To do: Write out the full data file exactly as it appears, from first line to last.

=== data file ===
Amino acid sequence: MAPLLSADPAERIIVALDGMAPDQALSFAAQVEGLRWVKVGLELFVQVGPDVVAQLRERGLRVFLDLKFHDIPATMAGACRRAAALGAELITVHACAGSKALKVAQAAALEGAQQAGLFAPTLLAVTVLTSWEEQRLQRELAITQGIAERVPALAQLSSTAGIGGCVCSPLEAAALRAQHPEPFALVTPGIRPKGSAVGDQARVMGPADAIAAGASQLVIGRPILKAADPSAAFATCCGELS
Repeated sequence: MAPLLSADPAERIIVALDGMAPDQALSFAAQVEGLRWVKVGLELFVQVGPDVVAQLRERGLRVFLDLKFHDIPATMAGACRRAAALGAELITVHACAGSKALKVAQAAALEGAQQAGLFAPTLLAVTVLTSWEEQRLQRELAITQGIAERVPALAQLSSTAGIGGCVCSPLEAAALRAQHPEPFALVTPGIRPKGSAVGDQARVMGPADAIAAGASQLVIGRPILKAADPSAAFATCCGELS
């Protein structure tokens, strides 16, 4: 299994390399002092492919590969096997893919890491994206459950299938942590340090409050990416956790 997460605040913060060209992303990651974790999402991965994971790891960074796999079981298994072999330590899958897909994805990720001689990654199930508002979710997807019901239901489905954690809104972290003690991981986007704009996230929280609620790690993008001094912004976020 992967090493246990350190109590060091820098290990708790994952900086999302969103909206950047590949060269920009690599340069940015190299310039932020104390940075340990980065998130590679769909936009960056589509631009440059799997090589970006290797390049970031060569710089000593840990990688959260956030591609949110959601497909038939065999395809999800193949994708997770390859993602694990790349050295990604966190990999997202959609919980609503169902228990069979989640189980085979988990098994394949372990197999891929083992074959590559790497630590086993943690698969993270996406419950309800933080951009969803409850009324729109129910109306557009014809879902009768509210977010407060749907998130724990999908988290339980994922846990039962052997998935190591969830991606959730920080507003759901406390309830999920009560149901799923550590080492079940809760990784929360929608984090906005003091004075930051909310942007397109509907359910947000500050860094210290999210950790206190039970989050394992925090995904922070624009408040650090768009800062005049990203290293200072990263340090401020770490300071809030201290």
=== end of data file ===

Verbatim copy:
Amino acid sequence: MAPLLSADPAERIIVALDGMAPDQALSFAAQVEGLRWVKVGLELFVQVGPDVVAQLRERGLRVFLDLKFHDIPATMAGACRRAAALGAELITVHACAGSKALKVAQAAALEGAQQAGLFAPTLLAVTVLTSWEEQRLQRELAITQGIAERVPALAQLSSTAGIGGCVCSPLEAAALRAQHPEPFALVTPGIRPKGSAVGDQARVMGPADAIAAGASQLVIGRPILKAADPSAAFATCCGELS
Repeated sequence: MAPLLSADPAERIIVALDGMAPDQALSFAAQVEGLRWVKVGLELFVQVGPDVVAQLRERGLRVFLDLKFHDIPATMAGACRRAAALGAELITVHACAGSKALKVAQAAALEGAQQAGLFAPTLLAVTVLTSWEEQRLQRELAITQGIAERVPALAQLSSTAGIGGCVCSPLEAAALRAQHPEPFALVTPGIRPKGSAVGDQARVMGPADAIAAGASQLVIGRPILKAADPSAAFATCCGELS
């Protein structure tokens, strides 16, 4: 299994390399002092492919590969096997893919890491994206459950299938942590340090409050990416956790 997460605040913060060209992303990651974790999402991965994971790891960074796999079981298994072999330590899958897909994805990720001689990654199930508002979710997807019901239901489905954690809104972290003690991981986007704009996230929280609620790690993008001094912004976020 992967090493246990350190109590060091820098290990708790994952900086999302969103909206950047590949060269920009690599340069940015190299310039932020104390940075340990980065998130590679769909936009960056589509631009440059799997090589970006290797390049970031060569710089000593840990990688959260956030591609949110959601497909038939065999395809999800193949994708997770390859993602694990790349050295990604966190990999997202959609919980609503169902228990069979989640189980085979988990098994394949372990197999891929083992074959590559790497630590086993943690698969993270996406419950309800933080951009969803409850009324729109129910109306557009014809879902009768509210977010407060749907998130724990999908988290339980994922846990039962052997998935190591969830991606959730920080507003759901406390309830999920009560149901799923550590080492079940809760990784929360929608984090906005003091004075930051909310942007397109509907359910947000500050860094210290999210950790206190039970989050394992925090995904922070624009408040650090768009800062005049990203290293200072990263340090401020770490300071809030201290």